In my previous article I had talked about analyzing disk capacity for a SQL Server box. In this article, we will look at memory requirements for a SQL Server.
When we are going to estimate the memory requirements, we have to look at various aspects of SQL Server as well as the operating system. The memory will not be used for only SQL Server, but also other services, processes and operating system. Below are some series of questions and areas to check before you can zero in on determining and forecasting memory requirements for SQL Server.
- Check the average free space and handling of memory in SQL Server.
- Determine memory usage of SQL Server.
- What is the size of the database(s)?
- How much memory is getting used by SQL Server connections?
- How many SQL Server instances are running on the Server?
- How many users are accessing the database?
- What is the database growth and how much memory should it consume in that way?
- What is the baseline for present memory usage?
Check the average free space and handling of memory in SQL Server
As I have mentioned earlier, determining memory for a SQL Server box is not only checking how much memory SQL Server itself requires, but overall how much memory does the box requires. A couple of perfmon counters that come to mind are:
- Memory: Pages/sec.
- Memory: Available Bytes
Memory: Pages/sec. determines how many pages are read/written to the disk because of hard page faults. A hard page fault pertains to data fetching from hard disk, which adds latency to the throughput of the data. So, this counter should be as low as possible.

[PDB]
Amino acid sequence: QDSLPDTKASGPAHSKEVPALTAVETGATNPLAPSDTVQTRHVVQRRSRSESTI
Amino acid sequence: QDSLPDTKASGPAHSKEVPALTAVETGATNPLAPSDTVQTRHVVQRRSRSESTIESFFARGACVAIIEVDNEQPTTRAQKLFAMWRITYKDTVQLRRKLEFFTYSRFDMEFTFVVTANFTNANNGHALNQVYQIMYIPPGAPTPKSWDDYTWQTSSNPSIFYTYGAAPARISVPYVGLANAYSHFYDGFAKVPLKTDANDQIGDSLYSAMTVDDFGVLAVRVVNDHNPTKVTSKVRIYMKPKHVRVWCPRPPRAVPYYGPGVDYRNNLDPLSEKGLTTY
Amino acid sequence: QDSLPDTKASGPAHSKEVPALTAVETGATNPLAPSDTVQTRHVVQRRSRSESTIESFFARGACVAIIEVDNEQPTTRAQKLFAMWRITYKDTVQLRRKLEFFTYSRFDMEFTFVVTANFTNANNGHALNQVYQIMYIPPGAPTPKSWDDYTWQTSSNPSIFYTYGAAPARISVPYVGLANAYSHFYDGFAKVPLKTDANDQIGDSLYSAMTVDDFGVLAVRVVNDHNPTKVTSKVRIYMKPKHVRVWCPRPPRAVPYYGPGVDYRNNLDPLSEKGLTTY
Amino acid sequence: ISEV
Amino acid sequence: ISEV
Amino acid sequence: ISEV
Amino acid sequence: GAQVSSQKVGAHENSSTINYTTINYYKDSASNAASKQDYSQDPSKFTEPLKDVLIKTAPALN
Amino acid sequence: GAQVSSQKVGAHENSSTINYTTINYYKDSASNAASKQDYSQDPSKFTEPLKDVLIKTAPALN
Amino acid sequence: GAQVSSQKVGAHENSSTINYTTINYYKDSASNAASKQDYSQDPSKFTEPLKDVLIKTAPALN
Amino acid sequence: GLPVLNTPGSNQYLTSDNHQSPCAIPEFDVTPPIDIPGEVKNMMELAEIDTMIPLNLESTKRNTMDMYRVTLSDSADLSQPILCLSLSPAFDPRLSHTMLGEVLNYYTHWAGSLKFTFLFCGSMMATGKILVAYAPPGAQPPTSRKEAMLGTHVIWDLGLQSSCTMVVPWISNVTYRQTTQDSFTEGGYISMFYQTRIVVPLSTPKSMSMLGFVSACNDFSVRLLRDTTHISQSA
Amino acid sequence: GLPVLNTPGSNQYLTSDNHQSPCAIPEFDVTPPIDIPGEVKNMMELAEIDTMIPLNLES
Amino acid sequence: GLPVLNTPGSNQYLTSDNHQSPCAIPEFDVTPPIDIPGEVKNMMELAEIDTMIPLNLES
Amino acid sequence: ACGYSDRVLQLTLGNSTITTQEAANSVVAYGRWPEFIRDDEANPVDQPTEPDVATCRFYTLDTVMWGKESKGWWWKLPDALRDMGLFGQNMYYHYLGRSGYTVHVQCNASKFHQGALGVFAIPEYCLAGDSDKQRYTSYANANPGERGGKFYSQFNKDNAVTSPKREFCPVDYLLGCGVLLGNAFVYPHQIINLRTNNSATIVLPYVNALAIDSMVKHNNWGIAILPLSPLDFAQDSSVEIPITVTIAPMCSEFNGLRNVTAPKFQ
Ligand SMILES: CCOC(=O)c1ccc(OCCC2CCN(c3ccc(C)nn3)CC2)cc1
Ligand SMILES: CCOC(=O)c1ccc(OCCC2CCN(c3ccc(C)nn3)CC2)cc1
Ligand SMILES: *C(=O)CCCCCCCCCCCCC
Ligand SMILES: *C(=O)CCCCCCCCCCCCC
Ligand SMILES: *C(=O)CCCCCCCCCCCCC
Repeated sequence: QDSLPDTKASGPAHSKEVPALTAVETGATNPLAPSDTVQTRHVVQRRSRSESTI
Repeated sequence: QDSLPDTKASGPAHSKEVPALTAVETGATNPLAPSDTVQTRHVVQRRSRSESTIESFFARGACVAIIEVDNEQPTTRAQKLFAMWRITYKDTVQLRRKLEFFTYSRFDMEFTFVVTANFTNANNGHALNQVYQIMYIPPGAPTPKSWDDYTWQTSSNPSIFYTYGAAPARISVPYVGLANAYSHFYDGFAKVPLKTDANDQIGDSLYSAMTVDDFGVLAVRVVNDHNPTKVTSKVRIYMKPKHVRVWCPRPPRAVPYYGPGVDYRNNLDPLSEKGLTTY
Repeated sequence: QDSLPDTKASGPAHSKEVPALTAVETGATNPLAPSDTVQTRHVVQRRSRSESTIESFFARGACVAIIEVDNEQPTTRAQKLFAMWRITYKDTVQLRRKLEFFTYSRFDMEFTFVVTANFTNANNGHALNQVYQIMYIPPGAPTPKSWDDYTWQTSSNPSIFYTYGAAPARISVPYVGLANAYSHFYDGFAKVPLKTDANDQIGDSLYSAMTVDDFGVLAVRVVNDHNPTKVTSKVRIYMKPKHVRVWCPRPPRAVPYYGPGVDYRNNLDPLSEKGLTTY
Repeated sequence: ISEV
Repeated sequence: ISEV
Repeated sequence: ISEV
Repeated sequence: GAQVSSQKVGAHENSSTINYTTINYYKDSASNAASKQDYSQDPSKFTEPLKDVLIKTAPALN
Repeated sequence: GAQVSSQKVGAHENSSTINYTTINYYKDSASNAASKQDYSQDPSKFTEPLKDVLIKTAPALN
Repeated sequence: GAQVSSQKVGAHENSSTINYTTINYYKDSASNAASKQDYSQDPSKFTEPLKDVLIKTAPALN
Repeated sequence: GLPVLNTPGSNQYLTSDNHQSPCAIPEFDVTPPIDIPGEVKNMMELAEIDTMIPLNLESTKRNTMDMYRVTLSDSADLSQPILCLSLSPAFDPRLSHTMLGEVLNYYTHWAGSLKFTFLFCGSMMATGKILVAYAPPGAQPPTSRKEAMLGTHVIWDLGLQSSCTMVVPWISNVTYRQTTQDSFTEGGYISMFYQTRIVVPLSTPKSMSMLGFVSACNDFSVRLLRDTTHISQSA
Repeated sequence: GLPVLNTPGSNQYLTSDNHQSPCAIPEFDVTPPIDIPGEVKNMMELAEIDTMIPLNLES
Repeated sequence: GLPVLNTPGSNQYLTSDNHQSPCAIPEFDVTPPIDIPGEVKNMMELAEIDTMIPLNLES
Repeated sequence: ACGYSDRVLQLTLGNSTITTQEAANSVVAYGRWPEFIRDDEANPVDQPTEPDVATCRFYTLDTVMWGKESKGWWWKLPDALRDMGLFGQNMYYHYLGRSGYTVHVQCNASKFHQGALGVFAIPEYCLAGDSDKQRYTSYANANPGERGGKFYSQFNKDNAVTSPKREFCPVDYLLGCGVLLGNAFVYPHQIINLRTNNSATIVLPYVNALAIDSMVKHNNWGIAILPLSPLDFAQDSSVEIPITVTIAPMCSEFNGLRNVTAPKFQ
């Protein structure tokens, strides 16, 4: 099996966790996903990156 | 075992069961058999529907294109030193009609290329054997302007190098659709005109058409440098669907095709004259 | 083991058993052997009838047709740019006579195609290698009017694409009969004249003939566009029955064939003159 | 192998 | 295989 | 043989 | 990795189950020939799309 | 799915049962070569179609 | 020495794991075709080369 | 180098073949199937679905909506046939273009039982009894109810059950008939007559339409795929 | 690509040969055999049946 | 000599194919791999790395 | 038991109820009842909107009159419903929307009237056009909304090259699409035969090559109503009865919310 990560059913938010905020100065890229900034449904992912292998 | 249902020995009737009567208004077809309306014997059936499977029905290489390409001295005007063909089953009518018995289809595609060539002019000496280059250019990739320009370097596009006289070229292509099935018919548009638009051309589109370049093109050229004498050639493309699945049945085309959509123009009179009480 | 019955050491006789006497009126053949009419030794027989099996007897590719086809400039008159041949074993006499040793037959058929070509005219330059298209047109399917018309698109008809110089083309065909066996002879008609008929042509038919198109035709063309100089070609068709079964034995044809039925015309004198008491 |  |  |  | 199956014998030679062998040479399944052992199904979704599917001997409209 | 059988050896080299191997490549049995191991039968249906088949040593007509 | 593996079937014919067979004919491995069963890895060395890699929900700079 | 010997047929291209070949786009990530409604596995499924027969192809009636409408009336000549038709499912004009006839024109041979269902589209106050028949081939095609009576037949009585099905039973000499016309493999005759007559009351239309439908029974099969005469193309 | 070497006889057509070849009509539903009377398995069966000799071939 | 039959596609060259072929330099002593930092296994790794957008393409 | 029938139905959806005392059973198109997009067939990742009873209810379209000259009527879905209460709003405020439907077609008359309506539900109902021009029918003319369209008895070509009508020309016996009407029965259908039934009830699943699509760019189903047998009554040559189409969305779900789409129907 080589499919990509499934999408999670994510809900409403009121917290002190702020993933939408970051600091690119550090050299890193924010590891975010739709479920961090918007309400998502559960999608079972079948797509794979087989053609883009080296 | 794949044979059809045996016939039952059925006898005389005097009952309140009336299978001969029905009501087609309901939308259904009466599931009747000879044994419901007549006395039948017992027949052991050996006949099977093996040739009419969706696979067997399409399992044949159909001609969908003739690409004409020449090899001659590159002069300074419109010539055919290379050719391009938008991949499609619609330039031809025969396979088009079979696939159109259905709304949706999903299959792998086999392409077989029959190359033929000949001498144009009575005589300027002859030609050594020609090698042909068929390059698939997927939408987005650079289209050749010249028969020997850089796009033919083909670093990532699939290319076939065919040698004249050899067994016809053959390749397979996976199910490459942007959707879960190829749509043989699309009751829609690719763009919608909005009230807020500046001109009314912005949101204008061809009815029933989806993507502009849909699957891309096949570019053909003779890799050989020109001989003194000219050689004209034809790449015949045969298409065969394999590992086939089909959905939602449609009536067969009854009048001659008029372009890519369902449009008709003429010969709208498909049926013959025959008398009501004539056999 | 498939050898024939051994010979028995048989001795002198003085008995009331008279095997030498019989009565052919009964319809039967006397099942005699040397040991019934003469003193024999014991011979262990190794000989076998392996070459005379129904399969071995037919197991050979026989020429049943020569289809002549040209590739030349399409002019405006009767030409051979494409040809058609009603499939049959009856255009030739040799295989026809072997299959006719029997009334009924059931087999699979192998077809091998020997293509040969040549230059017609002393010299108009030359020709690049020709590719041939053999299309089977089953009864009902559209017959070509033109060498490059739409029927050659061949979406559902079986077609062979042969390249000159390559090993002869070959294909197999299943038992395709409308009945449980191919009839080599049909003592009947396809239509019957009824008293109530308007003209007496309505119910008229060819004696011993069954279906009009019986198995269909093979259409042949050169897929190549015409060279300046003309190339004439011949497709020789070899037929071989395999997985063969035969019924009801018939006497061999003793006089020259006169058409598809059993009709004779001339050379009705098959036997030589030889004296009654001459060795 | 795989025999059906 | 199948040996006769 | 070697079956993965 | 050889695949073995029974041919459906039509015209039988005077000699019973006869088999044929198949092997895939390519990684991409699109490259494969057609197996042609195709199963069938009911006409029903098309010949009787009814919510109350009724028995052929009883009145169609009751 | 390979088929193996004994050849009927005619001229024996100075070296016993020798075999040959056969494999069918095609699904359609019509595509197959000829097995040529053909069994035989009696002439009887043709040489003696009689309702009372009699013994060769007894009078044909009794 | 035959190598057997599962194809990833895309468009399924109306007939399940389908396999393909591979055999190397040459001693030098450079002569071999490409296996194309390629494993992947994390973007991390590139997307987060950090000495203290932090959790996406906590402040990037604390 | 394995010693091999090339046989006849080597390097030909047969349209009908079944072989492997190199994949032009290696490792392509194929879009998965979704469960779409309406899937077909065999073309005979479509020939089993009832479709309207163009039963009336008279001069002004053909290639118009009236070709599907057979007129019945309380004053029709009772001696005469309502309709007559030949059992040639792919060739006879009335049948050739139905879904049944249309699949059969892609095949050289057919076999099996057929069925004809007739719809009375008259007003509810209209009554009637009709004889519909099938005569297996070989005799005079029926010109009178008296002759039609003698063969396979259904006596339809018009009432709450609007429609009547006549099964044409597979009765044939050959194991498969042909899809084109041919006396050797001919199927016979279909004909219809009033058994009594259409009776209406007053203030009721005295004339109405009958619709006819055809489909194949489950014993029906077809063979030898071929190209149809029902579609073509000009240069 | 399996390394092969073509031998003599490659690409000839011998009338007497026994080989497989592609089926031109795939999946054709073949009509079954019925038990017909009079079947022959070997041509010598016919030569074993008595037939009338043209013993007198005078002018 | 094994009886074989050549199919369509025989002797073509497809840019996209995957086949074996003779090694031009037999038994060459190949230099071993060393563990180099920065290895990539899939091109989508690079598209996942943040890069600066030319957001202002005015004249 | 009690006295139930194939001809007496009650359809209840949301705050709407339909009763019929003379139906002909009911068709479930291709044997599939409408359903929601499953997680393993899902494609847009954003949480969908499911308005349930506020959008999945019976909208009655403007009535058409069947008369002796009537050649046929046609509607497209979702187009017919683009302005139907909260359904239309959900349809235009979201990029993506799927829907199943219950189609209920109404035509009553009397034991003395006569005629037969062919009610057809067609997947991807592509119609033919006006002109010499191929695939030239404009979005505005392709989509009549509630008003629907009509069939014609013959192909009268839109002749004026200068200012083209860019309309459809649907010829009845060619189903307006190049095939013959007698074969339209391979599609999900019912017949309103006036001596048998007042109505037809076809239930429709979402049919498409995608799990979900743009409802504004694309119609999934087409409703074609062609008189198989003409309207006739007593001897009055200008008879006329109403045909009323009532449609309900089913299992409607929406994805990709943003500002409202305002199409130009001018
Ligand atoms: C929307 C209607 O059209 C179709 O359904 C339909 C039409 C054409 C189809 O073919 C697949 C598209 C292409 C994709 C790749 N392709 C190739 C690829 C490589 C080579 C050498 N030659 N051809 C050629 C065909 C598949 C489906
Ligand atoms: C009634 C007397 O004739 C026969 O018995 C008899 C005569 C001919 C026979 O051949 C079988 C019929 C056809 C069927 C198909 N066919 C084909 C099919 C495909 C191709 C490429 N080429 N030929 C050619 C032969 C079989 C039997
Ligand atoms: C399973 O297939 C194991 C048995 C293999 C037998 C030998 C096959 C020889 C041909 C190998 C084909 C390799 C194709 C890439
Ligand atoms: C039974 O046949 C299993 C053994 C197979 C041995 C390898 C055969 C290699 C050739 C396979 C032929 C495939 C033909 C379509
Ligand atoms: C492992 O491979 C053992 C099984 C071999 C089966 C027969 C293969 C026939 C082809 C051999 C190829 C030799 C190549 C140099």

Memory: Available Bytes simply indicates how many bytes are available. If the counter is high, then your server is working fine, but check the counter when the server is undergoing the normal load that it is expected to handle.
Determine memory usage of SQL Server
We have talked about the overall server memory. We will now check SQL server memory usage pattern. In perfmon, you can find explicit counters given to check the SQL Server memory usage. SQL Server: Memory Manager: Total Server Memory counter can tell you the amount of dynamic memory the server is presently consuming. You can also look into:
- SQL Server: Buffer Manager: Buffer cache hit ratio
- SQL Server: Buffer Manager: Page Life Expectancy
- Process: Working Set
SQL Server: Buffer Manager: Buffer cache hit ratio should be more than 90% for a SQL Server.
SQL Server: Buffer Manager: Page Life Expectancy should be above 350. If it is lower or almost equal to 350-400 mark and you are expecting much growth of the database, then be ready to buy more memory modules for your server.
Process: Working Set tells you much memory is SQL Server consuming. If it is way below than what you have configured by MIN SERVER MEMORY then you have allocated more memory than the server needs and if it exceeds MAX SERVER MEMORY, then look TO buy new memory. In the figure below, you can see that the upper perfmon is showing signs of danger in page life expectancy even though the buffer cache hit ration is above 90. The lower one show things improved after adding more memory and getting more page life expectancy than the previous one.
If you are using SQL Server 2005, then you can use Dynamic Management Views (DMV), which give more insight to the problem. I will talk more about DMVs in coming articles.
What is the size of the database?